New Findings On Ahas Could Be Good News For Anti-Aging Skin Care
In your quest for younger-looking, smoother skin, you've probably encountered alphahydroxy acids or AHAs, a group of acids that are typically derived from natural sources like apples, citrus or sugar cane, that are known to help speed up skin exfoliation
But until now, many scientists weren't quite sure how they worked—as in, what about AHAs actually causes the skin to flake off and expose fresh skin? That's why a group of scientists from the University of California, Davis and China's Peking University set out to discover the mechanism. The results were published in the Journal of Biological Chemistry.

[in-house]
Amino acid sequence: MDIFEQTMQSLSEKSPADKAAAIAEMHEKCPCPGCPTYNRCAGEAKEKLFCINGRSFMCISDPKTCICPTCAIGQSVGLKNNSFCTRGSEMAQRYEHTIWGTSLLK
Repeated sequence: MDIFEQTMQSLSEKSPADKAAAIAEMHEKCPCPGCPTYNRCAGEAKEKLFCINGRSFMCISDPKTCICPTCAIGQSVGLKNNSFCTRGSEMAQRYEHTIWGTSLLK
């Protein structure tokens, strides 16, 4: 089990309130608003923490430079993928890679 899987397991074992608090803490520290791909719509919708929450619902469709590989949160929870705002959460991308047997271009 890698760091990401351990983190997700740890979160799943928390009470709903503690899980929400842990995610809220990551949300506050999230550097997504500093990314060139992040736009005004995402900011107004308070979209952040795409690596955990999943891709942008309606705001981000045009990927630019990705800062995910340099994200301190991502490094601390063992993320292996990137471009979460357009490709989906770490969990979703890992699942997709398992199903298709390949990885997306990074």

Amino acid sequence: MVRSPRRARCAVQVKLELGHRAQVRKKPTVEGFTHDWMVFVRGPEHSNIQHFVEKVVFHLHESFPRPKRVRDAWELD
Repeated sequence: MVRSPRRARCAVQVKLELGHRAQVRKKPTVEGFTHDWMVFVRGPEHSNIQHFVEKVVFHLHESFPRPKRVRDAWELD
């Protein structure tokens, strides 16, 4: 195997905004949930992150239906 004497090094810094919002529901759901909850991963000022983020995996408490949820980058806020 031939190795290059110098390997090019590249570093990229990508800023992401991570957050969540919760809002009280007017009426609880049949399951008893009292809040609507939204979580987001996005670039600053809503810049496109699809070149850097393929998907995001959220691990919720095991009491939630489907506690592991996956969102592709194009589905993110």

During the study, the researchers tested electrical currents across cultured skin cells that were exposed to AHAs. They found that glycolic acid creates acidic conditions within skin cells by activating the TRPV3 ion channel (a protein), opening it and allowing calcium ions to enter the cell, leading to the death of the cell from calcium overload (hence the skin exfoliation and cell turnover).
All of this is good news for us because it means that AHAs could be used even more effectively in skin care products and lead to better anti-aging technology.
"Our experiments are the first to show that the TRPV3 ion channel is likely to be the target of the most effective skin enhancer in the cosmetics industry," said Jie Zheng, a principle investigator of the study and professor of physiology and membrane biology at UC Davis. "Although AHAs have been used for years, no one until now understood their likely mechanism of action."
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